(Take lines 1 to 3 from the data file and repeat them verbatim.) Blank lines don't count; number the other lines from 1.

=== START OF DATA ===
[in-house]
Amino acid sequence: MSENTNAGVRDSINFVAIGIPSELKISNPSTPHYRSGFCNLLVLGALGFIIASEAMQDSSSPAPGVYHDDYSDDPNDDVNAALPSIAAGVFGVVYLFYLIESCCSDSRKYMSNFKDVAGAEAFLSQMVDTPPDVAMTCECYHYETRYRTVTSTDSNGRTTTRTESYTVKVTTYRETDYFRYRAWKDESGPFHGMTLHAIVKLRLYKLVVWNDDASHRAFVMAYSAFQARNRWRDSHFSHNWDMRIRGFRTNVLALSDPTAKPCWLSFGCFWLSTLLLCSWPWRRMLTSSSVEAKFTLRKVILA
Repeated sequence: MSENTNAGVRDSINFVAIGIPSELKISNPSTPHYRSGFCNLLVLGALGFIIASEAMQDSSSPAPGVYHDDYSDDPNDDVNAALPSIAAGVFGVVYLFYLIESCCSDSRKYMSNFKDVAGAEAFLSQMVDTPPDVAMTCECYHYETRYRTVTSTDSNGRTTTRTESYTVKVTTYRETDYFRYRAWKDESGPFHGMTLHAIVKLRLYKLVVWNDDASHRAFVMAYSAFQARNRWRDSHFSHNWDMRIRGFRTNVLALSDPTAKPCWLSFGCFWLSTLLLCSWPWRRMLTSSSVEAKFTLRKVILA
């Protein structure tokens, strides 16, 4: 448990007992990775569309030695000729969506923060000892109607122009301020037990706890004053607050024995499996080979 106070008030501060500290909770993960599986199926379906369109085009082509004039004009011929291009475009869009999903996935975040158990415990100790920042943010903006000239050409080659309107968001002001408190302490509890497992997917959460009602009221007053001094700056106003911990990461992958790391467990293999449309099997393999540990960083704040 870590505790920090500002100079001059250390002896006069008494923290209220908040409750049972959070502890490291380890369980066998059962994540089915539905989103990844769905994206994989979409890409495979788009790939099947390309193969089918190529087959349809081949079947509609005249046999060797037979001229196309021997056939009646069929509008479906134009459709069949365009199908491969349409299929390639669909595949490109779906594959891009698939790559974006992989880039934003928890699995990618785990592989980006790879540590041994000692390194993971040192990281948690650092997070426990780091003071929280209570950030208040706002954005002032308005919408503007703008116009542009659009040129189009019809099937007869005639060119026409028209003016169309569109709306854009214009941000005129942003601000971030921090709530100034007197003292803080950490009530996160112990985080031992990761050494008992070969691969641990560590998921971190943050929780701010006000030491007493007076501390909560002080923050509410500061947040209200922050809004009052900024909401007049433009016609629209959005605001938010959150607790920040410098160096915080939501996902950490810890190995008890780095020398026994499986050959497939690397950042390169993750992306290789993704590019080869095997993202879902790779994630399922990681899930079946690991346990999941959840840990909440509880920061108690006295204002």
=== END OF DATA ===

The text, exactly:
[in-house]
Amino acid sequence: MSENTNAGVRDSINFVAIGIPSELKISNPSTPHYRSGFCNLLVLGALGFIIASEAMQDSSSPAPGVYHDDYSDDPNDDVNAALPSIAAGVFGVVYLFYLIESCCSDSRKYMSNFKDVAGAEAFLSQMVDTPPDVAMTCECYHYETRYRTVTSTDSNGRTTTRTESYTVKVTTYRETDYFRYRAWKDESGPFHGMTLHAIVKLRLYKLVVWNDDASHRAFVMAYSAFQARNRWRDSHFSHNWDMRIRGFRTNVLALSDPTAKPCWLSFGCFWLSTLLLCSWPWRRMLTSSSVEAKFTLRKVILA
Repeated sequence: MSENTNAGVRDSINFVAIGIPSELKISNPSTPHYRSGFCNLLVLGALGFIIASEAMQDSSSPAPGVYHDDYSDDPNDDVNAALPSIAAGVFGVVYLFYLIESCCSDSRKYMSNFKDVAGAEAFLSQMVDTPPDVAMTCECYHYETRYRTVTSTDSNGRTTTRTESYTVKVTTYRETDYFRYRAWKDESGPFHGMTLHAIVKLRLYKLVVWNDDASHRAFVMAYSAFQARNRWRDSHFSHNWDMRIRGFRTNVLALSDPTAKPCWLSFGCFWLSTLLLCSWPWRRMLTSSSVEAKFTLRKVILA